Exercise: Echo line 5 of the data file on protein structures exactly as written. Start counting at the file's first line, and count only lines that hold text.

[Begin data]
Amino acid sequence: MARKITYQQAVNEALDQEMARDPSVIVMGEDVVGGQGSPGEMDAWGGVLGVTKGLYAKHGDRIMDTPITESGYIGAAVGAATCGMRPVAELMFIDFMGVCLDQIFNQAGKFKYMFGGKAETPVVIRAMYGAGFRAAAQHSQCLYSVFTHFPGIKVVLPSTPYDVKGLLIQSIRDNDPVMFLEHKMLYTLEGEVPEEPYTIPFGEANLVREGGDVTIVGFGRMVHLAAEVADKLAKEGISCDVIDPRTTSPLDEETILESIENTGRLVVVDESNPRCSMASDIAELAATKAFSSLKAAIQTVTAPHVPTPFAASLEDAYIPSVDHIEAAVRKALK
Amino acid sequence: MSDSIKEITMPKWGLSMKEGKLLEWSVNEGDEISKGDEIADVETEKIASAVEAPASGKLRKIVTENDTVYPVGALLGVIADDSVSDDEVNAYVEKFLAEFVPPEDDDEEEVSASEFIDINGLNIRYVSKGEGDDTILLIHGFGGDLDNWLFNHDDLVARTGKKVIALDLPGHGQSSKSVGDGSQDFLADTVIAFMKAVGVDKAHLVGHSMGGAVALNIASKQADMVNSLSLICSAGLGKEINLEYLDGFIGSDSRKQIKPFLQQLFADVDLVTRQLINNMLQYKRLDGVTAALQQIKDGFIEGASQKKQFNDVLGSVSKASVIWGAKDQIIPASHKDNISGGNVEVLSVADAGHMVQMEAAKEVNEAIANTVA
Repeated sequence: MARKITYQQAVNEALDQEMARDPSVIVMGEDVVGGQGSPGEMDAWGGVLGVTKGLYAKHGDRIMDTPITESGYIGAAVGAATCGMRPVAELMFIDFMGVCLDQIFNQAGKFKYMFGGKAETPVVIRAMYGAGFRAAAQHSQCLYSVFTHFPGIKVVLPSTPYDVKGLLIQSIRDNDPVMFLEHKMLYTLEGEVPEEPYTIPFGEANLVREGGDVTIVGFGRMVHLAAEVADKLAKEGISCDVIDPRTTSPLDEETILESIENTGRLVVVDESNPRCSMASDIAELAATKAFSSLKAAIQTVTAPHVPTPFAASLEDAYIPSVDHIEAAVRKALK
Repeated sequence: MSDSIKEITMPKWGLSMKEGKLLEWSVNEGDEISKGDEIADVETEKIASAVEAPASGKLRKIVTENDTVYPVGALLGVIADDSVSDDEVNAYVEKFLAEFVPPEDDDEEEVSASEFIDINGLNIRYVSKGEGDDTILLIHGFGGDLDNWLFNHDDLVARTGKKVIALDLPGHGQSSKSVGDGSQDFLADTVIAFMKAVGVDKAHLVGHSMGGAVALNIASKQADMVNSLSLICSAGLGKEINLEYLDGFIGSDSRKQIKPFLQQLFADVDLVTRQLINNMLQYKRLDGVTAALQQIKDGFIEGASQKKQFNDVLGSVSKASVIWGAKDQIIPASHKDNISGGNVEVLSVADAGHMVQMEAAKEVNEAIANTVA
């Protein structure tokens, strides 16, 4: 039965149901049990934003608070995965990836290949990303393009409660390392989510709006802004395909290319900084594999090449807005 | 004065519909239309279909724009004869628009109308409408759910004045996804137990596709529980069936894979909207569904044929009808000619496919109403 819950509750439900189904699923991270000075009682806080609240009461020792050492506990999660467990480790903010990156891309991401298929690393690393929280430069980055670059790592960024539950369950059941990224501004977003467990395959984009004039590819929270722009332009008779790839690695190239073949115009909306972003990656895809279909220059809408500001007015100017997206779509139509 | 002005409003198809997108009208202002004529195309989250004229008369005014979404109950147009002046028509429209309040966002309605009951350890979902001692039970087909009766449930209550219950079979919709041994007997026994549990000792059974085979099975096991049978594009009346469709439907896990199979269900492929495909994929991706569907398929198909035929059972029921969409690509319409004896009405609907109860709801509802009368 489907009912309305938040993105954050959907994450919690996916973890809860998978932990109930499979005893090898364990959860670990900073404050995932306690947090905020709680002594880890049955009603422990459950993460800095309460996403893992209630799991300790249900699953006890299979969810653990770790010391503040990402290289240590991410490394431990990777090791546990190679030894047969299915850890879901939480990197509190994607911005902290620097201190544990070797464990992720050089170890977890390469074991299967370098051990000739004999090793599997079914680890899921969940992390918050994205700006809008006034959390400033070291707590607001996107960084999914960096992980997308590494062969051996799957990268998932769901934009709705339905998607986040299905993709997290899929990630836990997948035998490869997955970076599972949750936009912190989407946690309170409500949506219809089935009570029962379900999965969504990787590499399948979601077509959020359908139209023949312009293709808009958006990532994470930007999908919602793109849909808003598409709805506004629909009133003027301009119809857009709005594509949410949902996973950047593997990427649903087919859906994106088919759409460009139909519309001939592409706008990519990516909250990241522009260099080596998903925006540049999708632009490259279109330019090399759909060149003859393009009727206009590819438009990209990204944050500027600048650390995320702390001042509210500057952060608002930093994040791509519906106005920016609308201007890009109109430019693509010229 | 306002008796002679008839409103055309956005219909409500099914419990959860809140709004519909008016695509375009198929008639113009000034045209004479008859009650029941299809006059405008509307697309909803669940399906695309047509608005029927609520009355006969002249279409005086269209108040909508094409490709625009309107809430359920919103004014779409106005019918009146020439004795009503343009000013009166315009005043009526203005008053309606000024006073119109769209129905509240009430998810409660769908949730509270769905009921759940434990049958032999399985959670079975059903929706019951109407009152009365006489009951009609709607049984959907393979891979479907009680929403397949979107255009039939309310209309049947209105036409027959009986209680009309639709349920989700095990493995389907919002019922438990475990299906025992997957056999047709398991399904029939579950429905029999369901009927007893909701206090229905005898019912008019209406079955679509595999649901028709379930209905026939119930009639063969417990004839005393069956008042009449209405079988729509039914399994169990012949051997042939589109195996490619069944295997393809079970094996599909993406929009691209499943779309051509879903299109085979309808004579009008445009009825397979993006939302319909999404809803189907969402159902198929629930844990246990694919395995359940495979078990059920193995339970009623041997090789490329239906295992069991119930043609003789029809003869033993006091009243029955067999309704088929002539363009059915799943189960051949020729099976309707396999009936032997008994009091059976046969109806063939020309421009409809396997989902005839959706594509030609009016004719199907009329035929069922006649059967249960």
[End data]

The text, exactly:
């Protein structure tokens, strides 16, 4: 039965149901049990934003608070995965990836290949990303393009409660390392989510709006802004395909290319900084594999090449807005 | 004065519909239309279909724009004869628009109308409408759910004045996804137990596709529980069936894979909207569904044929009808000619496919109403 819950509750439900189904699923991270000075009682806080609240009461020792050492506990999660467990480790903010990156891309991401298929690393690393929280430069980055670059790592960024539950369950059941990224501004977003467990395959984009004039590819929270722009332009008779790839690695190239073949115009909306972003990656895809279909220059809408500001007015100017997206779509139509 | 002005409003198809997108009208202002004529195309989250004229008369005014979404109950147009002046028509429209309040966002309605009951350890979902001692039970087909009766449930209550219950079979919709041994007997026994549990000792059974085979099975096991049978594009009346469709439907896990199979269900492929495909994929991706569907398929198909035929059972029921969409690509319409004896009405609907109860709801509802009368 489907009912309305938040993105954050959907994450919690996916973890809860998978932990109930499979005893090898364990959860670990900073404050995932306690947090905020709680002594880890049955009603422990459950993460800095309460996403893992209630799991300790249900699953006890299979969810653990770790010391503040990402290289240590991410490394431990990777090791546990190679030894047969299915850890879901939480990197509190994607911005902290620097201190544990070797464990992720050089170890977890390469074991299967370098051990000739004999090793599997079914680890899921969940992390918050994205700006809008006034959390400033070291707590607001996107960084999914960096992980997308590494062969051996799957990268998932769901934009709705339905998607986040299905993709997290899929990630836990997948035998490869997955970076599972949750936009912190989407946690309170409500949506219809089935009570029962379900999965969504990787590499399948979601077509959020359908139209023949312009293709808009958006990532994470930007999908919602793109849909808003598409709805506004629909009133003027301009119809857009709005594509949410949902996973950047593997990427649903087919859906994106088919759409460009139909519309001939592409706008990519990516909250990241522009260099080596998903925006540049999708632009490259279109330019090399759909060149003859393009009727206009590819438009990209990204944050500027600048650390995320702390001042509210500057952060608002930093994040791509519906106005920016609308201007890009109109430019693509010229 | 306002008796002679008839409103055309956005219909409500099914419990959860809140709004519909008016695509375009198929008639113009000034045209004479008859009650029941299809006059405008509307697309909803669940399906695309047509608005029927609520009355006969002249279409005086269209108040909508094409490709625009309107809430359920919103004014779409106005019918009146020439004795009503343009000013009166315009005043009526203005008053309606000024006073119109769209129905509240009430998810409660769908949730509270769905009921759940434990049958032999399985959670079975059903929706019951109407009152009365006489009951009609709607049984959907393979891979479907009680929403397949979107255009039939309310209309049947209105036409027959009986209680009309639709349920989700095990493995389907919002019922438990475990299906025992997957056999047709398991399904029939579950429905029999369901009927007893909701206090229905005898019912008019209406079955679509595999649901028709379930209905026939119930009639063969417990004839005393069956008042009449209405079988729509039914399994169990012949051997042939589109195996490619069944295997393809079970094996599909993406929009691209499943779309051509879903299109085979309808004579009008445009009825397979993006939302319909999404809803189907969402159902198929629930844990246990694919395995359940495979078990059920193995339970009623041997090789490329239906295992069991119930043609003789029809003869033993006091009243029955067999309704088929002539363009059915799943189960051949020729099976309707396999009936032997008994009091059976046969109806063939020309421009409809396997989902005839959706594509030609009016004719199907009329035929069922006649059967249960």